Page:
“Mr. Daltrey is waiting in his office, Pete’s running late.”
“Again?” Greg grinned, “Does he have any concept of time management?” They laughed with each other. I, however, tried to stop my profuse sweating. I rocked back and forth on my heels, the rubber soles of my converse slapping the marble tile of the elevator floor. I’m about to meet the Who. The fucking WHO. The door chimed when we reached the top floor. The small woman led Greg and I to an office at the end of the hall. She knocked.
“Come in, darling.” She nodded, letting us into the room. A man with blonde, curly hair sat in a leather chair. He peaked over his glasses as they sat on the edge of his nose. “Greg! How are you, my friend?” He stood and made his way to Greg to shake his hand. They chatted for a minute before Greg turned to me, “Rog, this is Lucy Jones. She’s your new documentarian. Or blogger. Whichever you prefer.” My face got hot and red, my sweating got worse. “Hello, dear. I’m Roger Daltrey.” He reached out for my hand and I threw my arms around his waist. I quickly pushed away from him, realizing how insane I must have looked.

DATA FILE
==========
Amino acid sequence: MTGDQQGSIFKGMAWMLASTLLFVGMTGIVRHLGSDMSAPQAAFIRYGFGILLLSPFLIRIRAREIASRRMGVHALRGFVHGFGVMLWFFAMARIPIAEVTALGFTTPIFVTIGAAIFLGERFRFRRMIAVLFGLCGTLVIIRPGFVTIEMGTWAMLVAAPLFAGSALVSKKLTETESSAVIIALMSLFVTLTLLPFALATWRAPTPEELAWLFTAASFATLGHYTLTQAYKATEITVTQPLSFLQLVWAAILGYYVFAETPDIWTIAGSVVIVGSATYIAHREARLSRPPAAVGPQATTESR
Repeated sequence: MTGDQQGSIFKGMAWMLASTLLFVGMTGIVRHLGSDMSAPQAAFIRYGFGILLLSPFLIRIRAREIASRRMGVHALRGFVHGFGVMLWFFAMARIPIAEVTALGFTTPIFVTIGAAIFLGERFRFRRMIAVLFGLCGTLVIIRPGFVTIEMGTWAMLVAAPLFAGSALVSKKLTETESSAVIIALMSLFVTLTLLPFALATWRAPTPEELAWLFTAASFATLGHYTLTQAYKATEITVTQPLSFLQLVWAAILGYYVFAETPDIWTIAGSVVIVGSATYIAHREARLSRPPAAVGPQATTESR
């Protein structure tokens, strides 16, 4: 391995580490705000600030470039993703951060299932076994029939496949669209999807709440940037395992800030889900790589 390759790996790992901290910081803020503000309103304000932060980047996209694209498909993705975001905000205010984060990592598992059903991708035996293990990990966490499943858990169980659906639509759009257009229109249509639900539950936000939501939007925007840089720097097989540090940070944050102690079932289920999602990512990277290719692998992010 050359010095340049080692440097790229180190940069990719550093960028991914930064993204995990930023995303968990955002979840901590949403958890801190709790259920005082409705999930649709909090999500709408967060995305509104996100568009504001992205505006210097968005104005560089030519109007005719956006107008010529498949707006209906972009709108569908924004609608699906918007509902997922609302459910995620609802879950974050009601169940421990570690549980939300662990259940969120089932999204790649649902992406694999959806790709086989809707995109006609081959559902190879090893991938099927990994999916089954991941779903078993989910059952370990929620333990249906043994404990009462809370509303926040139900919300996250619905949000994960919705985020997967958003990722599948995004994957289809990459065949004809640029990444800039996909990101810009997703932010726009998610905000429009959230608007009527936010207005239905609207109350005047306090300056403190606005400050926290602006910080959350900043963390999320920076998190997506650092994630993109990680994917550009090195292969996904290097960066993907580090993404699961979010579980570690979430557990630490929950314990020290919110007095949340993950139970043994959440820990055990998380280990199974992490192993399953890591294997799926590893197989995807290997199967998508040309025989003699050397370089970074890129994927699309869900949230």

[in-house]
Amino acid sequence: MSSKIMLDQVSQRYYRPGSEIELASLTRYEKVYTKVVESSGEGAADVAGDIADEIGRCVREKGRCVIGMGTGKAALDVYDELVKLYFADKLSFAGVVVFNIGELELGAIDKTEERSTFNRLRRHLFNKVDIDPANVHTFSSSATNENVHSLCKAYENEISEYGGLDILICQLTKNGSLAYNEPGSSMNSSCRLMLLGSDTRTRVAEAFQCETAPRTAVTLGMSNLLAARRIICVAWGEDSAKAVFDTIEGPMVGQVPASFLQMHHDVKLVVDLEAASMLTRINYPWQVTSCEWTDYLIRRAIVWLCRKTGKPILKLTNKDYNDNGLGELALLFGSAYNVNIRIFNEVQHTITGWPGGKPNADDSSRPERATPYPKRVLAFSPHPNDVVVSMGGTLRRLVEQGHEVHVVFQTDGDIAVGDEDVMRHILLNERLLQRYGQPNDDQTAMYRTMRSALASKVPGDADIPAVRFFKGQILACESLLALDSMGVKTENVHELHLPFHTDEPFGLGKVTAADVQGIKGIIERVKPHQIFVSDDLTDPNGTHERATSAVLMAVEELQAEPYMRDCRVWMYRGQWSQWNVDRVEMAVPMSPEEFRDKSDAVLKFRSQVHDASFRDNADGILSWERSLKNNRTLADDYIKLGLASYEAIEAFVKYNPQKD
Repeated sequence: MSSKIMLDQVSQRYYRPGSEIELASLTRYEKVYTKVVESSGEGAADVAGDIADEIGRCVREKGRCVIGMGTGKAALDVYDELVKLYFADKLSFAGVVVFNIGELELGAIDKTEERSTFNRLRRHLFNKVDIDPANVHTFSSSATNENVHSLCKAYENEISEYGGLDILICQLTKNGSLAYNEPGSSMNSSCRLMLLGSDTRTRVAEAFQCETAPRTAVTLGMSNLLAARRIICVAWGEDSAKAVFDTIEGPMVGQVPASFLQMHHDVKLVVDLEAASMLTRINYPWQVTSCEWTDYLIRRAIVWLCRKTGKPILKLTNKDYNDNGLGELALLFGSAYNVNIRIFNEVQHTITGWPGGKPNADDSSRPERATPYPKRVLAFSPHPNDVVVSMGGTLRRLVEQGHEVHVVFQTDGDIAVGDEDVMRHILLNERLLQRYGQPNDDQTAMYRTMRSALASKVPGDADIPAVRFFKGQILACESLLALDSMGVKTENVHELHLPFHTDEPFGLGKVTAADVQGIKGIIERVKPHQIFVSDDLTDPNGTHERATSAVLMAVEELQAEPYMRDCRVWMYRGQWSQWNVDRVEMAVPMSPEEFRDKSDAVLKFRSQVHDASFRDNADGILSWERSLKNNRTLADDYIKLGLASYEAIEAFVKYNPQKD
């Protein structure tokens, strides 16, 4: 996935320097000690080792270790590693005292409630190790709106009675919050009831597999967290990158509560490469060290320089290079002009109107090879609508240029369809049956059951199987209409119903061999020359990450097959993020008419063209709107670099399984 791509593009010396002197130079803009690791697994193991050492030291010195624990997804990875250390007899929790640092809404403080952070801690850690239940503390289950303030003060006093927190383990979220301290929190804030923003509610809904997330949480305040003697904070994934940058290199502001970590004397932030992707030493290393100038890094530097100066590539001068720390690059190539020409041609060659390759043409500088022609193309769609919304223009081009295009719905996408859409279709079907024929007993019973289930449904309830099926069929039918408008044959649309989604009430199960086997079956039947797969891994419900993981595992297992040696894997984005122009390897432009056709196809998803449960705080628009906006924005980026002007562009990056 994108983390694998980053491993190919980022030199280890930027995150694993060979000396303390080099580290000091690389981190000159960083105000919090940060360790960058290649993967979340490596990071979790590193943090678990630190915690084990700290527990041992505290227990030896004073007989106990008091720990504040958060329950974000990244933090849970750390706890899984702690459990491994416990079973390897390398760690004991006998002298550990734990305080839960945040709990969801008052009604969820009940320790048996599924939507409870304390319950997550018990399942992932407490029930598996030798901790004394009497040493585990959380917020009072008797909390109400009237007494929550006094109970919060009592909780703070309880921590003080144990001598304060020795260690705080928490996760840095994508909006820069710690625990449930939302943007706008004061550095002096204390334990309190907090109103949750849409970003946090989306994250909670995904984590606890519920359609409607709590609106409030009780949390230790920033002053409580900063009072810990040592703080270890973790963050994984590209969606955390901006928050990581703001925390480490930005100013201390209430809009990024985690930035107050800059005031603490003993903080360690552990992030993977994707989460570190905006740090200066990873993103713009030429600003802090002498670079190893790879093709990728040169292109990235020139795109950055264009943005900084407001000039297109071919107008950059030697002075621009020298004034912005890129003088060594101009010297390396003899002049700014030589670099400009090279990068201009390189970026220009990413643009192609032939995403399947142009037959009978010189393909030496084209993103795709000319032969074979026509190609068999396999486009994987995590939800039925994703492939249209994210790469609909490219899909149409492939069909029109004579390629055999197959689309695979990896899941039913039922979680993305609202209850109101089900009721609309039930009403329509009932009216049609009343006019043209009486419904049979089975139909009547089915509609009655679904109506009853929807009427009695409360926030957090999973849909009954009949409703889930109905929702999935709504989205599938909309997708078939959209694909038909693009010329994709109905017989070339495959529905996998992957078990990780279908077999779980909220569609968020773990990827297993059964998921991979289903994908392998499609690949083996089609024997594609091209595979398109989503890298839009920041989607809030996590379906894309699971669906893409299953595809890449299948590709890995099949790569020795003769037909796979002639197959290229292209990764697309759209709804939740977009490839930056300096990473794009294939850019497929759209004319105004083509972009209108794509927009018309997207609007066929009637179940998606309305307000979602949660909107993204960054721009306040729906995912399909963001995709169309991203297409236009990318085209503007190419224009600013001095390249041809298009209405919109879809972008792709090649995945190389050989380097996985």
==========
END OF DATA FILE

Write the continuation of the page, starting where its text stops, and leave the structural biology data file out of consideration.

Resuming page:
“I'm so sorry, Mr. Daltrey. I know exactly who you are. You’re one of my icons.” He chuckled. Leaning against his desk, he listened as I explained growing up with his music and how his name was a household one. I explained how the band had influenced me and even how I had my first kiss while “Pictures of Lily” played on the radio. He listened intently, like he had known me for a long time. While I continued to talk in circles, the door swung open. All three of us faced the door to see a winded Pete Townshend leaning on the door handle attempting to catch his breath. My face went ghost white.
“Hello, all, I am so sorry for being late.” He straightened the t-shirt he was wearing and adjusted his sport coat. “Hello, Greg. Rog.” He turned and stared at me. “Who’s this then?”
“Lucy Jones. I’m your hired blogger.” He sat behind the desk. “I’m also a huge fan.” His smile faded a little.